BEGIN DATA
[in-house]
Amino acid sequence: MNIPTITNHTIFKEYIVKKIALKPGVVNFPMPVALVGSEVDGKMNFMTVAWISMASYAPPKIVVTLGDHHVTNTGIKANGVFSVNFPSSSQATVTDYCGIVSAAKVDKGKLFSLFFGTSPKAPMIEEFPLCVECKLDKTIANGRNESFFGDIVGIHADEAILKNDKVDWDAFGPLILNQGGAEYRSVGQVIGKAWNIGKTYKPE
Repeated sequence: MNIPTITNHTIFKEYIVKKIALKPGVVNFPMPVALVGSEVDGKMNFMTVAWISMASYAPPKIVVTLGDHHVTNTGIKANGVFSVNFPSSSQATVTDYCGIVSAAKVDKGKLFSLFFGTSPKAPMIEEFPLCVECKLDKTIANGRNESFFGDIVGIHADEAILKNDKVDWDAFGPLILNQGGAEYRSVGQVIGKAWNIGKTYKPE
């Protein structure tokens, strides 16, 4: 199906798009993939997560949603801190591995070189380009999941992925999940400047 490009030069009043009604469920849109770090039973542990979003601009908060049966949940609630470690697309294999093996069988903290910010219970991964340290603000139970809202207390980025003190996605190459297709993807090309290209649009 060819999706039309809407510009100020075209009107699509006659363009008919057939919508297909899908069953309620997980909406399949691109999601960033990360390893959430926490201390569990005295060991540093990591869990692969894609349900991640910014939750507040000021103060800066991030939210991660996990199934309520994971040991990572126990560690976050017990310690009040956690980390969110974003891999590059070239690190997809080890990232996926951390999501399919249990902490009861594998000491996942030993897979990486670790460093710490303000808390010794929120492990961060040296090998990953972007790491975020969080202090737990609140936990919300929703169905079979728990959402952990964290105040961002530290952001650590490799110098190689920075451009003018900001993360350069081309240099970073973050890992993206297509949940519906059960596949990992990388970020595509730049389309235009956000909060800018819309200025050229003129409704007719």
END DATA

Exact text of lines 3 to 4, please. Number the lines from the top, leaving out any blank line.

Repeated sequence: MNIPTITNHTIFKEYIVKKIALKPGVVNFPMPVALVGSEVDGKMNFMTVAWISMASYAPPKIVVTLGDHHVTNTGIKANGVFSVNFPSSSQATVTDYCGIVSAAKVDKGKLFSLFFGTSPKAPMIEEFPLCVECKLDKTIANGRNESFFGDIVGIHADEAILKNDKVDWDAFGPLILNQGGAEYRSVGQVIGKAWNIGKTYKPE
């Protein structure tokens, strides 16, 4: 199906798009993939997560949603801190591995070189380009999941992925999940400047 490009030069009043009604469920849109770090039973542990979003601009908060049966949940609630470690697309294999093996069988903290910010219970991964340290603000139970809202207390980025003190996605190459297709993807090309290209649009 060819999706039309809407510009100020075209009107699509006659363009008919057939919508297909899908069953309620997980909406399949691109999601960033990360390893959430926490201390569990005295060991540093990591869990692969894609349900991640910014939750507040000021103060800066991030939210991660996990199934309520994971040991990572126990560690976050017990310690009040956690980390969110974003891999590059070239690190997809080890990232996926951390999501399919249990902490009861594998000491996942030993897979990486670790460093710490303000808390010794929120492990961060040296090998990953972007790491975020969080202090737990609140936990919300929703169905079979728990959402952990964290105040961002530290952001650590490799110098190689920075451009003018900001993360350069081309240099970073973050890992993206297509949940519906059960596949990992990388970020595509730049389309235009956000909060800018819309200025050229003129409704007719």